A Lot or a Little?
What you will—and won't—find in this book.
Much of the plot involves a crew of volunteers working to clean up the water and repair the environmental wreckage caused by the recently ended war, so there's a lot of detail about taking water samples, restoring biomes -- and, crucially, treatment for heavy metal poisoning. As the story opens, Peter has finished building himself a cabin and devotes lots of attention to getting the details right and describing the process.
Strong messages of respect for nature, the environment, animals, and people. Also very strong message of recovery, restoration, and rebuilding in the wake of physical, emotional, or environmental harm. Much of the story involves the struggle of dealing with loss by refusing to bond with anyone or anything ever again -- and how that turns out not to work so well. Forgiveness, family, friendship all matter.
Positive Role Models
At 13, Peter is so traumatized by the events in Book 1 that he consciously works to quash any glimmer of love or kindness, especially where his lost fox is concerned. But thanks in part to Pax, the fox, and in part to wise older teens, he learns to reconnect, love, and be there when he's needed. Seen in flashbacks, his long-dead mom is a lively, loving presence. His father, now dead, has caused most of the trauma in Peter's life but also managed to show kindness and self-sacrifice when it mattered. A woman war veteran who took Peter in shows steadfast support and kindness.
Violence & Scariness
As in Pax, much of the violence is emotional but very intense and damaging. Peter is so determined never to love or need anyone or anything ever again that when he even thinks about his lost fox, he forces himself to mentally relive the long-ago moment when he saved baby Pax -- and imagines he let him die or killed him instead of saving him.The recently ended war has caused catastrophic loss to many characters. In its wake, there's also catastrophic environmental damage -- like the lake that's been poisoned by one of the warring factions and eventually poisons a vulnerable character. A predator attacks Pax's daughter and he comes to the rescue with his teeth. A teen plans to kill an animal "for its own good" but comes to question the idea.
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Sex, Romance & Nudity
Two young adult characters are a loving couple and eventually marry. They are not seen doing anything more racy than holding hands, hugging, sitting close together, putting hands on each other's knees, etc. As the story opens, the first babies of Pax and his mate Bristle are being born.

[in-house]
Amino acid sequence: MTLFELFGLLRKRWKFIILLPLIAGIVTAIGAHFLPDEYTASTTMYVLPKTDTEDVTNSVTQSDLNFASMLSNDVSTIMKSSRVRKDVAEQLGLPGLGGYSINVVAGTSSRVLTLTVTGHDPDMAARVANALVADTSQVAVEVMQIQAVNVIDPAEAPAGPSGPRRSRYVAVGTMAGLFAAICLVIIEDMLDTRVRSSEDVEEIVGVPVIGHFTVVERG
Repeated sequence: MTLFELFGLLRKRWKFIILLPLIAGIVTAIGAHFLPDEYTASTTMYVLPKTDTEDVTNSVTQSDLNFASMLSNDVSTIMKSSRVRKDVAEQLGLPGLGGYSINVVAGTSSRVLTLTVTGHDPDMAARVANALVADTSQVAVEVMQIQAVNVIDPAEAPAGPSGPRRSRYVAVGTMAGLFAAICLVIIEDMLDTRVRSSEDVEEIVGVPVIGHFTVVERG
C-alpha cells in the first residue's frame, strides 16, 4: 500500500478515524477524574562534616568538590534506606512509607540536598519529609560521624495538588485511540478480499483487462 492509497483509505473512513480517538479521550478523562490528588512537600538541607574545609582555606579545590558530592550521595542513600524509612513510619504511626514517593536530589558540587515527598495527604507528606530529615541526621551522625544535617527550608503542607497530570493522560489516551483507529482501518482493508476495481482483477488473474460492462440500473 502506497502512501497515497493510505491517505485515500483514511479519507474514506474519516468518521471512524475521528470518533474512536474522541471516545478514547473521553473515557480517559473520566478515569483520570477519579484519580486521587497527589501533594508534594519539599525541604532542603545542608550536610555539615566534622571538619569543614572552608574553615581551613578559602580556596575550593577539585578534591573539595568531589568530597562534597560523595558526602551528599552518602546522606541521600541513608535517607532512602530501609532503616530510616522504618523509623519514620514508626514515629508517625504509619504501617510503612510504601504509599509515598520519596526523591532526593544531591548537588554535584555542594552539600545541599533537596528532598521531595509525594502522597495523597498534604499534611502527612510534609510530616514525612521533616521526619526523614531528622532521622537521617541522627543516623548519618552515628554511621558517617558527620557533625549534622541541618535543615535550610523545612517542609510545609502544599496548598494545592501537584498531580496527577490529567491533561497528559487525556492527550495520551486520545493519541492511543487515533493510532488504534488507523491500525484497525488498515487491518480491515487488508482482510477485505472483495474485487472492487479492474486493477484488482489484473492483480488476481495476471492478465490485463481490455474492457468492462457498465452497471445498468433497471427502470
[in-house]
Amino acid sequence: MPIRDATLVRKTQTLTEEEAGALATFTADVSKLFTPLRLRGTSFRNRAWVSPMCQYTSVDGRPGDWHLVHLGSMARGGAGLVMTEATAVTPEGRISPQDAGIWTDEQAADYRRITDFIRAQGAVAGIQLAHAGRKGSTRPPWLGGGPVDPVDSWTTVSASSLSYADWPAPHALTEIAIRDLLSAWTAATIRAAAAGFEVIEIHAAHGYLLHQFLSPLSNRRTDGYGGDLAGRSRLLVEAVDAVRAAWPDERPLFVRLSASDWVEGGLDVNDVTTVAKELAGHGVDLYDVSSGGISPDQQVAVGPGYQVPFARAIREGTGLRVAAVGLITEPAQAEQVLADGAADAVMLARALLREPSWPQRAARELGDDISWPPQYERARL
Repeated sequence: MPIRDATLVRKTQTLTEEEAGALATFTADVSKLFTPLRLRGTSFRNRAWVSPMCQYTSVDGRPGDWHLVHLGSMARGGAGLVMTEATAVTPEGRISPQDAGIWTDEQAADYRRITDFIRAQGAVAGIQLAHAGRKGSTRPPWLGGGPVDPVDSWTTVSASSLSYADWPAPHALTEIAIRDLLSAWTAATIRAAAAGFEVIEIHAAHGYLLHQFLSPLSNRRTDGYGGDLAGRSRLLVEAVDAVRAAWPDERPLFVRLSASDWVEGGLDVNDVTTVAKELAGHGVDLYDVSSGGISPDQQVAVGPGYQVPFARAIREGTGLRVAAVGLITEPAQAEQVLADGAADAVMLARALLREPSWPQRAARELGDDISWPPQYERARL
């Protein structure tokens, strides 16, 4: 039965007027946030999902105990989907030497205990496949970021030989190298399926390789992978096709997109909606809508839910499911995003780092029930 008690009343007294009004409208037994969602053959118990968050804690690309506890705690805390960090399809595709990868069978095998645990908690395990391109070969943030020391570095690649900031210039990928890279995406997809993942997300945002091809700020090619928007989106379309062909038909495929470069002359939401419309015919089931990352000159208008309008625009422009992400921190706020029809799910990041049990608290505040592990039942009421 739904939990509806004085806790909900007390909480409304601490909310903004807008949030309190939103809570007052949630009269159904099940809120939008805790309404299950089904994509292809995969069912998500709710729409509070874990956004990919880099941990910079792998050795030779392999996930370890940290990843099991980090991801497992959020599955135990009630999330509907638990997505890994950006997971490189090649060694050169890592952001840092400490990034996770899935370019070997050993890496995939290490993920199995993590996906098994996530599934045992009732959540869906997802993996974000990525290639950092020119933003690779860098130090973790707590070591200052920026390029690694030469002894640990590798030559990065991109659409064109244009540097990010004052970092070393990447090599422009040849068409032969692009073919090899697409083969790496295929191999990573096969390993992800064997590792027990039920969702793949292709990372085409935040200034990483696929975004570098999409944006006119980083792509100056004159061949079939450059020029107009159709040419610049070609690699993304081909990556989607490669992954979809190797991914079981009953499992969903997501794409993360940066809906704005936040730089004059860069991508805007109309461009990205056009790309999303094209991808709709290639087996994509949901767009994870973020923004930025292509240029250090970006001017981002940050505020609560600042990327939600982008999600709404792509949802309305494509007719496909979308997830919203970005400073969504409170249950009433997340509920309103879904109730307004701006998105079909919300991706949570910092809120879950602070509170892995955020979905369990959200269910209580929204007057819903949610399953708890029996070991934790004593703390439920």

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Drinking, Drugs & Smoking
Adult characters drink alcohol.
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Parents Need to Know
Parents need to know that Pax: Journey Home is the sequel to Pax, Sara Pennypacker's searing story of a boy and his fox separated by circumstance and betrayal in a dystopian, war-torn world. A year has gone by in which the war is over but the catastrophic damage lingers, both in the external world of nature and people, and inside the traumatized heads of the survivors. Separated from his beloved Pax, 13-year-old Peter works very hard to batter any flicker of emotion into extinction and seeks only isolation. Pax, meanwhile, has a family of his own. Their paths are destined to converge, and love is destined to win, but it's often a harrowing tale that effectively makes the reader feel a lot of the helpless outrage and despair in the situation. For example there's a scene where a fox and his baby daughter are innocently frolicking in a lake, not knowing it's been polluted with toxins that will soon poison her. There's a lot of emotional struggle, a lot of suspense, a lot of making the best of deeply flawed situations -- and a lot of light and love breaking through.
Is It Any Good?
This captivating tale of triumph in a deeply flawed world honors the struggle to deal with the catastrophic damage you've suffered and find healing. And it's enriched with illustrations by Jon Klassen that bring the characters, their world, and their emotions to life. Author Sara Pennypacker's Pax, wasn't meant to have a sequel, but, she says, the characters wouldn't let her go -- and that's a good thing. Readers of Pax: Journey Home will be gripped by Peter's emotional turmoil, the perils facing Pax and his family, the challenges of rebuilding a world torn apart by senseless violence -- and the characters they meet along the way.
"'Going to start living on your own. By yourself. Nobody to care about, nobody caring about you, right? No one else will get in,' she said...
"Peter didn't answer. Of course he thought that. That was exactly what he wanted to happen.
"'But it doesn't work that way. That won't make you safe. It will kill you... No, you won't stop breathing or anything like that, but you'll stop living, in ways that are important, anyway...
"'Besides,' Jade said, 'good luck with that. Someone will get in. A little sliver of caring. The tiniest crack in your shell is all it takes You won't even see it coming."
Did we miss something on diversity?
Research shows a connection between kids' healthy self-esteem and positive portrayals in media. That's why we've added a new "Diverse Representations" section to our reviews that will be rolling out on an ongoing basis. You can help us help kids by suggesting a diversity update.